Six degrees of separation – everyone knows someone in the Kentucky Guard
Border Bowl showcases talent, Kentucky Guard youth at annual rivalry
Story by Staff Sgt. Steve Tressler, 138th Fires Brigade Public Affairs NCOIC
Barren County High School running back and strong safety Tyler Hughes, an honor roll student, knows the National Guard isn’t just a sponsor for the annual Border Bowl played between Kentucky and Tennessee high school football all-stars.
For him, it’s a way of life. His father Jeff Hughes is a lieutenant colonel and commander of the Glasgow, Ky. – based 1st Battalion, 623rd Field Artillery.
Having a father in the military can be tough, especially with deployments, but the BCHS football star believes it has made him tougher in return.
“I’m proud of my father,” Tyler said. “He’s always been a great role model for me.”
Tyler said he doesn’t think that growing up with a dad in the military has made him any different than any of his friends. Other than the fact that his room always seems to be a little cleaner than his buddies usually are.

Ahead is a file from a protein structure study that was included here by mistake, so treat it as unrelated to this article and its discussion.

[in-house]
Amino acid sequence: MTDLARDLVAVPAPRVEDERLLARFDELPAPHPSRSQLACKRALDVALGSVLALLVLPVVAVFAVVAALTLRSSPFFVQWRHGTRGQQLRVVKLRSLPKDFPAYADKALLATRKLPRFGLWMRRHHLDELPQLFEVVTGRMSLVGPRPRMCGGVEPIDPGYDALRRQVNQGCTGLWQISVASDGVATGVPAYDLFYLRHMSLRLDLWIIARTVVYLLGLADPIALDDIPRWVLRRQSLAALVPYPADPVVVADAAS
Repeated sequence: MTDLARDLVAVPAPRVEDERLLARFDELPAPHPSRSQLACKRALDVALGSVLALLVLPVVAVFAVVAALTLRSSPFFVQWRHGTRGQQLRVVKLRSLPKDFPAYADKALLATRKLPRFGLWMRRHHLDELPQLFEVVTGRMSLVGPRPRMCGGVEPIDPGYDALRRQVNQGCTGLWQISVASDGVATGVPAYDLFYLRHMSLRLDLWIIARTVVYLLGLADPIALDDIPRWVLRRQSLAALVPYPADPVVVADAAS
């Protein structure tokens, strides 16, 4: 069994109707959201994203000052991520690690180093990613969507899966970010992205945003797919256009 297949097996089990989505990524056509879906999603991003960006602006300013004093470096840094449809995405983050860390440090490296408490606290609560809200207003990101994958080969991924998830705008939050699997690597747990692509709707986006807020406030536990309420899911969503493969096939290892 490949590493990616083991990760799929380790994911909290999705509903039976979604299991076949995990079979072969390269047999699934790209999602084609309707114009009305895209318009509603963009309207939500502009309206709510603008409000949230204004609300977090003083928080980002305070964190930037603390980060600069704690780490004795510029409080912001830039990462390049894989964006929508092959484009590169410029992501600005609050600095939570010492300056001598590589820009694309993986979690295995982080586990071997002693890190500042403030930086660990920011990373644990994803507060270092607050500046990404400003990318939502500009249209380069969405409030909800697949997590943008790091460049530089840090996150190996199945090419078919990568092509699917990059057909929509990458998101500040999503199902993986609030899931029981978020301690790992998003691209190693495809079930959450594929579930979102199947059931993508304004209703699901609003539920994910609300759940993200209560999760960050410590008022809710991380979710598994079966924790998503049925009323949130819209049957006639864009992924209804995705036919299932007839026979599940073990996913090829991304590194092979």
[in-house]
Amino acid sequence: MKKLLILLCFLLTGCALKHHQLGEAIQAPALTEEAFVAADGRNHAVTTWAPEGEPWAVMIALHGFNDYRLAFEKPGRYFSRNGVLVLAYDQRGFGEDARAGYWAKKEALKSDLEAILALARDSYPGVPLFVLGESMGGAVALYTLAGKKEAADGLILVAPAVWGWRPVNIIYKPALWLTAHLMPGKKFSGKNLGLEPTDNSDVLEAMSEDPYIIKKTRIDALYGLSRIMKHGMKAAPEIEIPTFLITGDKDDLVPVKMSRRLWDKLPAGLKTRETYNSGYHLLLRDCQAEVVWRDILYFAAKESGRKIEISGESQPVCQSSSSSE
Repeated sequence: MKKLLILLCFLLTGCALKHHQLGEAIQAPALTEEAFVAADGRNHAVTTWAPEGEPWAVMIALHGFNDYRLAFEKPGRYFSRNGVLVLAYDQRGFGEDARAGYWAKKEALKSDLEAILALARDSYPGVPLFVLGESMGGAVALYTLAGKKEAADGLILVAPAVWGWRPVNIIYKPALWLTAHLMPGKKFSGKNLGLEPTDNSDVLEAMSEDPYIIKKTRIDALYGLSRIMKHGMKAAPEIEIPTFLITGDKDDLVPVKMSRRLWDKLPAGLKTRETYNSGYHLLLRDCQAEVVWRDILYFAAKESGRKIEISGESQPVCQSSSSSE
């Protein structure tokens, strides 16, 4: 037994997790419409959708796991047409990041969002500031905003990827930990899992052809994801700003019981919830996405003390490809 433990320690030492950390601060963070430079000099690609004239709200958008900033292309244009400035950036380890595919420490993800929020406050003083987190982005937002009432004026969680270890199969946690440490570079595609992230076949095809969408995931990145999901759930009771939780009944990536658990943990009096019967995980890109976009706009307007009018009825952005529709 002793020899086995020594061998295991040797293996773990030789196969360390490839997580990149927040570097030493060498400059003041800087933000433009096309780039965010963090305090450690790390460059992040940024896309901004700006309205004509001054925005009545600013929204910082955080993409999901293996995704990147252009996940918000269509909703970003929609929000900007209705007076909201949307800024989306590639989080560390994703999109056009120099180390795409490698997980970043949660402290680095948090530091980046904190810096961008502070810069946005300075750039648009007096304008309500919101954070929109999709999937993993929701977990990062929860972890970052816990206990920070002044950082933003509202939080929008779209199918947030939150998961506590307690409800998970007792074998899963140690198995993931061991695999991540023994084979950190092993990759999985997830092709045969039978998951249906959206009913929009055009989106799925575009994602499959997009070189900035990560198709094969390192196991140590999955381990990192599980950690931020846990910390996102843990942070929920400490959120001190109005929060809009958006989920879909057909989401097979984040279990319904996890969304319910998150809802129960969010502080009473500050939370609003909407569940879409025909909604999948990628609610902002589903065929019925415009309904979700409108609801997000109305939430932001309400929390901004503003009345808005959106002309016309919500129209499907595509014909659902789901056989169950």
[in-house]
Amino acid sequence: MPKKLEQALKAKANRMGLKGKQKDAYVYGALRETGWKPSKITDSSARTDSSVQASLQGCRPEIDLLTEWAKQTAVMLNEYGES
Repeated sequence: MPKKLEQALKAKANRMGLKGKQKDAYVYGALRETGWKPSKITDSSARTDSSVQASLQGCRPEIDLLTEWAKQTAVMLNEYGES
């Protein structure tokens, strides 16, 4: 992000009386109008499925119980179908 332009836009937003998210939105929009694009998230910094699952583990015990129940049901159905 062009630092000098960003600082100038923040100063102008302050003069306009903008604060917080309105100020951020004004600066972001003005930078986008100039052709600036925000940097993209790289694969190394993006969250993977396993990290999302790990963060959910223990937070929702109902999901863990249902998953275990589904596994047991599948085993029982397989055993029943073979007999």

So is there anything he does at home that would surprise us?
“A lot of soldiers would be surprised by how much my father jokes around with me. I’ve seen him in front of his troops and he’s so serious. At home he can be a real clown” Tyler said.
Tyler wasn’t the only football warrior on the field Jan. 15, with Guard connections.
Anderson County High School defensive lineman Steven Sims is one big ‘kid.’ At 6 feet 3 inches tall and 245 pounds he’s hardly a baby.
Tough? You could say that. His job as a defensive lineman is to fight off 300 pound offensive linemen and tackle 190 pound guys running full speed before they get too far.
So where did he learn that kind of toughness? The answer is one you might not expect from a rough, tough football player.
“My sister,” he said.
“She’s a single mom and a sergeant with Joint Forces Headquarters.”
Steven said he and his sister, Sgt. Stephanie Sims are very close and that he’s immensely proud of her. So proud that he hasn’t ruled out possibly following in her shoes and joining the military following high school.